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THE SERPENT AND THE CHILD.

A MOTHER's eye its watches kept,
O’er where her infant lay and slept
Upon a warm and fragrant bank,
Where wild flowers grew all wild and rank.
Disporting gay, in summer's bloom,
The honeysuckle's rich festoon
O'er canopied the baby's bed,
And round its richest perfumes shed.
Its placid, sweet, and cherub face,
Of griefs or pains wore not one trace;
Nor thoughts, save such as fancy deems
By angel's shed, on infant dreams.
When, lo ! her anxious eye beholds
A snake uncoil its glittering folds !
Forth from a boss of tangled roots,
Between her and her child it shoots!
Unheeding all the mother's fears,
Its crested neck the reptile rears;
Advancing-and at each advance,
Darts round a fascinating glance.
But vigorous with maternal strength,
She sprang upon its tortuous length :
Crush'd with her heel the hissing head,
And left the writhing reptile dead !
"Thank heaven he's safe-my dearest boy!
Thy father's hope-thy mother's joy;
Unbitten babe! uninjured charms !"
She cried-and clasp'd him in her arms.
Ah, mother, nay! though out of sight,
He hath received a mortal bite!
A deadlier tooth has pierced his heart,
And wounded that most tender part.
And there, within its inmost cell,
Is lodged the poison brought from hell;

And all life's future pains and pangs,
Will spring from that old serpent's fangs.
Is there no balm to heal the wound ?
And is there no physician found ?
Yes! JESUS' blood can heal within
That hydra-headed serpent-sin !

TO MY INFANT BOY.
Hail lovely miniature of life !"
My dear babe, well pleased thy father

Sees thy infant smiling joy;
Oh! how deep his fond emotion,

As he views his smiling boy.
Night ne'er hail'd with higher pleasure,

Morning's radiant beams disclose,
Than thy father views his treasure-

Pledge and hope of future joys!
But, should clouds of darkness gathering,
• Chase those happy smiles away,
Should big tears from those sweet eyelids

O'er thy rosy cheeks e'er stray;
May those clouds soon break in blessing,

Showering bliss unknown before
May those tears be dried in gladness,

To suffuse thy face no more!
But, my precious smiling infant,

I have one more prayer for thee,
May the grace of Christ our Saviour

Even here thy portion be!
On thy soul, in every feature,

May we Jesus' likeness trace-
Passing are the joys of nature,

Everlasting those of grace!
These be thine-then we are happy.

These be thine-then thou art glad.
Saved by Jesus, who can harm thee?

Cheered by Him, what makes thee sad?
May thy parents and their loved one,

Here enjoy the Saviour's grace,
And at length, when time is ended,

See their heavenly Father's face

Newport, I. W.

A. M.

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THE MISSIONARY CHAPEL.

WHAT a blessing is the Gospel of Christ! But alas ! like many other great blessings, it is little thought of by some. The air, the sunshine, and the rain, are all great blessings, and we could not live without them; yet some people think little about them. The Gospel is the greatest of all blessings, and yet even it is not thought of by many.

Suppose we were without the Gospel, how should we be then? We should have no sabbaths, no bible, no preaching, no schools, no books, as we have now. You would not like that. If God were to say,

“I will take all these away, for you do not seem to care about them,” should we not all say, "Oh Lord, do not do that. Do not take them away. We will try to make better use of them.” Yes: perhaps the best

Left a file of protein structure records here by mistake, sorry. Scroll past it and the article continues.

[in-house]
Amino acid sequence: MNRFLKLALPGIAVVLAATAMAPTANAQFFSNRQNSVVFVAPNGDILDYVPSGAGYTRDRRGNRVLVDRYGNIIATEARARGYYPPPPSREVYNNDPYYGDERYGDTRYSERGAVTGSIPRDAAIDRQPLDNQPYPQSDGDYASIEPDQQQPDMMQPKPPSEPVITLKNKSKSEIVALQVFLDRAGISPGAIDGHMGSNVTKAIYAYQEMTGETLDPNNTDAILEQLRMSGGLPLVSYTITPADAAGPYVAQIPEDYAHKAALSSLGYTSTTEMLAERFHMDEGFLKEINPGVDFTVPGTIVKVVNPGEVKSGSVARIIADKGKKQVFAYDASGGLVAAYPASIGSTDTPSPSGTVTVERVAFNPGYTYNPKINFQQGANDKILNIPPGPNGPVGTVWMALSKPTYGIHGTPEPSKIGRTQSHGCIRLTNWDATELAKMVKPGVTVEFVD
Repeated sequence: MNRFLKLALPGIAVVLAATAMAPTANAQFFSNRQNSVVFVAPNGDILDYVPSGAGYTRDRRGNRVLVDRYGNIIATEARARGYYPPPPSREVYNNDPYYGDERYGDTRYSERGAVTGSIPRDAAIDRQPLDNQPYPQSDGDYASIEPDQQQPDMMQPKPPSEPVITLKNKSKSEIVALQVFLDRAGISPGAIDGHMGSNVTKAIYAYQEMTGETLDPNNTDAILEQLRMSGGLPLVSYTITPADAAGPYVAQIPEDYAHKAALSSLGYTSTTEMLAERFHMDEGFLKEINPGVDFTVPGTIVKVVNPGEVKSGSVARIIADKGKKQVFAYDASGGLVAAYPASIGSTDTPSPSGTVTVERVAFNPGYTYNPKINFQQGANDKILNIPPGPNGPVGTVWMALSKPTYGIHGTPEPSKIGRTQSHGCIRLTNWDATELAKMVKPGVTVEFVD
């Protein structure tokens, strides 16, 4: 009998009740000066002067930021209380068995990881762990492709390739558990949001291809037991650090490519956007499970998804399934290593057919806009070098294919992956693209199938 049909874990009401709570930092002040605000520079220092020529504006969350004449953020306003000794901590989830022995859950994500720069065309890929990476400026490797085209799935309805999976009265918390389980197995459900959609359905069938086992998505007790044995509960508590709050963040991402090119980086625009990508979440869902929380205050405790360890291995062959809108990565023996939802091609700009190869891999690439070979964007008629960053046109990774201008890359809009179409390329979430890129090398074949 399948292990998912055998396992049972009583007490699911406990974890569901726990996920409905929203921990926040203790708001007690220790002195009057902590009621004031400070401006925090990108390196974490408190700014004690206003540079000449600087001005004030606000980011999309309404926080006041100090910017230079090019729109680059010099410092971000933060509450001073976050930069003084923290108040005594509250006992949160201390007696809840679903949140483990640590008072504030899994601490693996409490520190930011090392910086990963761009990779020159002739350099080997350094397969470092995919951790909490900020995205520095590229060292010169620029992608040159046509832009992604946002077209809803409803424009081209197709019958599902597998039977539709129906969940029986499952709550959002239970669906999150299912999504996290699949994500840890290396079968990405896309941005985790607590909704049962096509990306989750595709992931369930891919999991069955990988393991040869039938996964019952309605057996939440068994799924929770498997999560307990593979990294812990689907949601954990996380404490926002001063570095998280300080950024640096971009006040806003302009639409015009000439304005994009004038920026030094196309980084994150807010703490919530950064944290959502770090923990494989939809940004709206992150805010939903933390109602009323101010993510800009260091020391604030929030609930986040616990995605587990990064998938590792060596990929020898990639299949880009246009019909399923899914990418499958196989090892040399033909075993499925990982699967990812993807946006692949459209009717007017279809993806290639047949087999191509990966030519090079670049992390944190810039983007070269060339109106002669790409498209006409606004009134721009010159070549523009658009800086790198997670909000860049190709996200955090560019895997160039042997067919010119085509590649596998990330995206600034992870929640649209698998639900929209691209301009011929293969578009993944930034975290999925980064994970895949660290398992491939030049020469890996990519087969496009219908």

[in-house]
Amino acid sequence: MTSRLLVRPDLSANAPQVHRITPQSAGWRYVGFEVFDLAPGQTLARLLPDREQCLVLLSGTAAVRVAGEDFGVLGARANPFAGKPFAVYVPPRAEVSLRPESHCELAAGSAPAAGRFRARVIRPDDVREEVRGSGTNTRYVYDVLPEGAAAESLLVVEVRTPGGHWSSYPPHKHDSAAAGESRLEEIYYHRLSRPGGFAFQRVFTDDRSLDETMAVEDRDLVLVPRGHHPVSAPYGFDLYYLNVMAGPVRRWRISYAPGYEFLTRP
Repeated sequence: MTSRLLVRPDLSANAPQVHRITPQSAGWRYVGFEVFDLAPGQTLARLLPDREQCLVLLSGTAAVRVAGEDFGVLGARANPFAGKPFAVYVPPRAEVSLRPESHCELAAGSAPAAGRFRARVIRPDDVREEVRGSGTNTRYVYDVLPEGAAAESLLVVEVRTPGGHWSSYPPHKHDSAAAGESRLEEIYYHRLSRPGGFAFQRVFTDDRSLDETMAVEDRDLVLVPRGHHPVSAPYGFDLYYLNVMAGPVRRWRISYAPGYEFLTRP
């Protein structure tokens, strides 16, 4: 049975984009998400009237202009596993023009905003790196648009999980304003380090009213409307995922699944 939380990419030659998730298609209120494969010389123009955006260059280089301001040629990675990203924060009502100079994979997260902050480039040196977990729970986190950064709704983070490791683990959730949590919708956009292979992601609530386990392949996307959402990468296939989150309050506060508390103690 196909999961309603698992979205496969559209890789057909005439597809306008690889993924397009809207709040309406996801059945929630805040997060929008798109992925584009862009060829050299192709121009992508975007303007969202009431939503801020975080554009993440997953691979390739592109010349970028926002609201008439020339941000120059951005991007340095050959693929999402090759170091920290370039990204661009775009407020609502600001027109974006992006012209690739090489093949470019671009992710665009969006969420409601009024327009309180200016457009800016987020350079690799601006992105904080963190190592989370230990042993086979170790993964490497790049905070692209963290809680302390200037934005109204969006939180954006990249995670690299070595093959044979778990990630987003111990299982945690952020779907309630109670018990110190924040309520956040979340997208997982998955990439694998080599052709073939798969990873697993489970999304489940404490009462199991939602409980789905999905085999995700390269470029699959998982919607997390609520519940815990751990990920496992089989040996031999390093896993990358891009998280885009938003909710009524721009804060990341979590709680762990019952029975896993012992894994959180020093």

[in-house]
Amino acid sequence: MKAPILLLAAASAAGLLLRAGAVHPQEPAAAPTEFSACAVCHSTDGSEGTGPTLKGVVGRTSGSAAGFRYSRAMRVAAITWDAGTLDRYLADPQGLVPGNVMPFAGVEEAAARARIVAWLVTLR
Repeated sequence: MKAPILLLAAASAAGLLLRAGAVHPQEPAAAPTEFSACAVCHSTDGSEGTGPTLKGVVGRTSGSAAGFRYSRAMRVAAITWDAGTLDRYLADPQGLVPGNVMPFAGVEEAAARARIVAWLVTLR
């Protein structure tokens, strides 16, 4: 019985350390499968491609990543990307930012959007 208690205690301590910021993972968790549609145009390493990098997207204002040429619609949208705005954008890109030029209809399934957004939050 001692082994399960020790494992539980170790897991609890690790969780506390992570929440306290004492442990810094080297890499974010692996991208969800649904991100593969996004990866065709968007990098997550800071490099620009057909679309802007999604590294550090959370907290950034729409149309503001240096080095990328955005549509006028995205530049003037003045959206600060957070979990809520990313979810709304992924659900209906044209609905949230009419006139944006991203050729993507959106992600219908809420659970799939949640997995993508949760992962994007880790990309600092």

way for us to learn the value of gospel blessings, is to imagine ourselves without them. How should we wish them back again if taken from us but one year! The poor heathen in the dark places of the earth are without them. They never keep holy the sabbath day; they have not the word of God, and they never hear his glorious gospel. They know not God, nor Jesus Christ whom he has sent to save us. They have not beard of heaven or hell. Instead of all this, they bow down and worship idols which they themselves have made. Their way of life is sinful and very wicked, so wicked that it is a shame to tell the wicked things they do. And, as the bible says, “The dark places of the earth are full of the habitations of cruelty.” You could not belp weep

a

ing were I to tell you how cruelly some of them treat their own children.

How sad, then, is their condition! They are wretched in this life, and have no hope of a better life to come. They think that they are only like the animals around them, and that when they die there will be an end of them. They know nothing of a resurrection from the dead by the mighty power of the Lord Jesus. Feeling compassion for them, many good people have subscribed money to send christian teachers to them, called missionaries. You have heard of missionaries before. They are always such as love the Lord Jesus themselves, and wish to tell of his love to others. And for this they are willing to leave their friends, and homes, and country, and go thousands of miles over the wide deep sea. When they arrive among the heathen they are often in great danger, and it always takes a long time before they can make the people understand what they wish to tell them. Sometimes it takes many years before they see any good come of their labours. But if they live they persevere, and God blesses them in what they do for his glory.

Sometimes the missionaries have much to do to find a place in which to live, and often they have to build houses for themselves. · And not only houses for themselves, but places of Worship, and schools in which to teach their children. The picture at the head of this is a representation of a chapel and school-room erected by the missionaries. They are plain rough-looking places, but they do very well. Oh, how glad the missionaries must be when they see men and women, and their children, coming on a sabbath morning

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